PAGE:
There was a significant accident at my home drome years ago in a similar situation. The landing started to go pear shaped and the pilot flying expected the right seat pilot to take over and fix it. The end result was no one was flying for the critical few seconds and the airplane was rolled up into a ball by the side of the runway. There was no preflight discussion on who was doing what and as result an airplane was wrecked.
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Old 26th Aug 2023, 23:50
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In complete agreement with my learned colleagues.

You're neither instructors, it's a single pilot aeroplane, only one of you can log it at any time, and that's as PiC.

Now, it might be reasonable for the other to log it as passenger / observer / whatever flying for their own interest and satisfaction - but those hours may not then contribute to any licencing totals.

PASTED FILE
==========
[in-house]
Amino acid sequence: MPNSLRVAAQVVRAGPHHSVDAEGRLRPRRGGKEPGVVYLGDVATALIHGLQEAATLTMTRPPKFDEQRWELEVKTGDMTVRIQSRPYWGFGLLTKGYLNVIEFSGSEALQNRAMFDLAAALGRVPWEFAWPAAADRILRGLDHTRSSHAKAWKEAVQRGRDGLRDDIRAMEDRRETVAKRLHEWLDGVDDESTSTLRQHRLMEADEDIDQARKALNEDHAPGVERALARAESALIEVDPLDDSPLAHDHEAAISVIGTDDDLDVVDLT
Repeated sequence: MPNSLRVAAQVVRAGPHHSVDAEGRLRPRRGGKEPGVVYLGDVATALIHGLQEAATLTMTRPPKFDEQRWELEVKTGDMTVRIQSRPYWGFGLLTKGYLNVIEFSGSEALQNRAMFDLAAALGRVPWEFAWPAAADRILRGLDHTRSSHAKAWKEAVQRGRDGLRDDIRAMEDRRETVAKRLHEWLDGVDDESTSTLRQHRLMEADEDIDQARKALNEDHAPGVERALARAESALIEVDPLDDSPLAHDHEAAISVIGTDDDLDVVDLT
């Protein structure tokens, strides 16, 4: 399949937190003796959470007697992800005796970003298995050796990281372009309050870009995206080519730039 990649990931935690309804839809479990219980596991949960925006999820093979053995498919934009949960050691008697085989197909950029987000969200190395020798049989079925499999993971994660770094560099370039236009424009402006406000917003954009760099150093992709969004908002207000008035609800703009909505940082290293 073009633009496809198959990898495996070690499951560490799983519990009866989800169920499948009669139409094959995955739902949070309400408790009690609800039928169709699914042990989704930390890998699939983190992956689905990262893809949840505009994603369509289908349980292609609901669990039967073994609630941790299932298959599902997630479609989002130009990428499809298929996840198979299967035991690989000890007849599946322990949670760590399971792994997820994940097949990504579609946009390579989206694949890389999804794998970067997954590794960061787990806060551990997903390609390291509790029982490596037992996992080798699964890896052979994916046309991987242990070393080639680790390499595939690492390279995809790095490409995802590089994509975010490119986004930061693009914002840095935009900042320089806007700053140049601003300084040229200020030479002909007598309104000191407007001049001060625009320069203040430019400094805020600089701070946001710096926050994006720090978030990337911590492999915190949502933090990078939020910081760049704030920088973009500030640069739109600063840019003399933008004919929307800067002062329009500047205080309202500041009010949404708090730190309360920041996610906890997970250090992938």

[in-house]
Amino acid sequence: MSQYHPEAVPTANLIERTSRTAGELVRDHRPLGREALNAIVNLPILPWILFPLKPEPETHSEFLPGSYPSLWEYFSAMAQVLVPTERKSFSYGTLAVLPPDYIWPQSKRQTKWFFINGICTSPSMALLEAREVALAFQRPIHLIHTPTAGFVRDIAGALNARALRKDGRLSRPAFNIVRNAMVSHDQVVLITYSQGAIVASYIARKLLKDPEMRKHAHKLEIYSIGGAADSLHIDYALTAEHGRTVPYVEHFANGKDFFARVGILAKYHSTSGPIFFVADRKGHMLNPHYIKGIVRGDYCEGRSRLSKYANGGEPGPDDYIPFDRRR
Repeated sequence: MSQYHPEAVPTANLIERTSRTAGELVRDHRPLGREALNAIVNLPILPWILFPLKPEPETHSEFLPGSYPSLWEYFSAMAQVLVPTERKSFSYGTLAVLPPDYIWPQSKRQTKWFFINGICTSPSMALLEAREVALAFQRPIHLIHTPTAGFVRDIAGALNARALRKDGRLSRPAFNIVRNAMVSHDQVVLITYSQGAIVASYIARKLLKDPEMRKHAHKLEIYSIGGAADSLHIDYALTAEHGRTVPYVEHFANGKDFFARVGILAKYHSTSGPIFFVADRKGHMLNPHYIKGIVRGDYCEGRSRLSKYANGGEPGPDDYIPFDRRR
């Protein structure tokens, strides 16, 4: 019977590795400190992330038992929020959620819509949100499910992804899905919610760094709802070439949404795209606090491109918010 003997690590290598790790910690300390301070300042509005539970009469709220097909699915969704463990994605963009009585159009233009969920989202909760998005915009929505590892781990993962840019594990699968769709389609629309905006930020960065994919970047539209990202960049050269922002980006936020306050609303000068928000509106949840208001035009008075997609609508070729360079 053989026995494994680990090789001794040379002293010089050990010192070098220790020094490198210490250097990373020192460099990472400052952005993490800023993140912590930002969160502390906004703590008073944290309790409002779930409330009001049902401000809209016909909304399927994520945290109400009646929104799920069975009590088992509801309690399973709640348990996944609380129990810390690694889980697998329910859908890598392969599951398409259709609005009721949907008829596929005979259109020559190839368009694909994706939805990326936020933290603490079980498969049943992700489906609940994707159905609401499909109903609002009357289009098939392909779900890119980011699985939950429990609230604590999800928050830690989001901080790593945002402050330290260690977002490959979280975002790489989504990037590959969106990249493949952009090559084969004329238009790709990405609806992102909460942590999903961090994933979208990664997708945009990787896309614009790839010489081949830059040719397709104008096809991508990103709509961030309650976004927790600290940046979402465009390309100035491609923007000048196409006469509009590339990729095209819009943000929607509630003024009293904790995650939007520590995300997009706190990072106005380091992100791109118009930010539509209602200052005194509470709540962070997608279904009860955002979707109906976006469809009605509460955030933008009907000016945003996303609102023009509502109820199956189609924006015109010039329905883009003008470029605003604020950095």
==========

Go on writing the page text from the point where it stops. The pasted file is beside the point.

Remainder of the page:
But an agreed split within a flight is fine, you can swap as often as you like, just so long as it is never ambiguous about who is PiC at any moment.

A passenger may handle the controls, but the PiC is still in command and liable for all aspects of the flight, whilst the passenger is still legally a passenger.

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Old 27th Aug 2023, 17:17
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"There has to be absolute clarity on who is acting as PIC before the flight."
Agree, but P1 can ask a qualified pax to become P1 if he can't handle a deteriorating situation.
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Old 28th Aug 2023, 00:33